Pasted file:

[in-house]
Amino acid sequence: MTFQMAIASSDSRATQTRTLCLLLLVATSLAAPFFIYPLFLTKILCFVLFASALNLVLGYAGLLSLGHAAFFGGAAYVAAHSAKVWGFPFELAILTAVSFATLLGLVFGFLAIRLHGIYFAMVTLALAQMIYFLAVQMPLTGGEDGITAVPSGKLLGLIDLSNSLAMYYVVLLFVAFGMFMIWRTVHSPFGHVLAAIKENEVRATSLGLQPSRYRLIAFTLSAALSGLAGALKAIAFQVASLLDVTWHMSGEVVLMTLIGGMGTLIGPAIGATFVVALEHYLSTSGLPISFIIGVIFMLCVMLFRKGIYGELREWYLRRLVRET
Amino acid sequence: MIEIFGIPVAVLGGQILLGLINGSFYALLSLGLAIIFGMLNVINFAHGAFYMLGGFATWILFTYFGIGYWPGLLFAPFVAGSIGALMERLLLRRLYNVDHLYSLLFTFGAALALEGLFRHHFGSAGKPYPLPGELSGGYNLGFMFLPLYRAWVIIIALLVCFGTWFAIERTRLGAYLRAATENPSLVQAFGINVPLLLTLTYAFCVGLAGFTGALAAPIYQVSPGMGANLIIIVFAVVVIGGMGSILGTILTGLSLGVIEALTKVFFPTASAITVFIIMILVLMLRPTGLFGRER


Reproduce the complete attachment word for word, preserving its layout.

[in-house]
Amino acid sequence: MTFQMAIASSDSRATQTRTLCLLLLVATSLAAPFFIYPLFLTKILCFVLFASALNLVLGYAGLLSLGHAAFFGGAAYVAAHSAKVWGFPFELAILTAVSFATLLGLVFGFLAIRLHGIYFAMVTLALAQMIYFLAVQMPLTGGEDGITAVPSGKLLGLIDLSNSLAMYYVVLLFVAFGMFMIWRTVHSPFGHVLAAIKENEVRATSLGLQPSRYRLIAFTLSAALSGLAGALKAIAFQVASLLDVTWHMSGEVVLMTLIGGMGTLIGPAIGATFVVALEHYLSTSGLPISFIIGVIFMLCVMLFRKGIYGELREWYLRRLVRET
Amino acid sequence: MIEIFGIPVAVLGGQILLGLINGSFYALLSLGLAIIFGMLNVINFAHGAFYMLGGFATWILFTYFGIGYWPGLLFAPFVAGSIGALMERLLLRRLYNVDHLYSLLFTFGAALALEGLFRHHFGSAGKPYPLPGELSGGYNLGFMFLPLYRAWVIIIALLVCFGTWFAIERTRLGAYLRAATENPSLVQAFGINVPLLLTLTYAFCVGLAGFTGALAAPIYQVSPGMGANLIIIVFAVVVIGGMGSILGTILTGLSLGVIEALTKVFFPTASAITVFIIMILVLMLRPTGLFGRER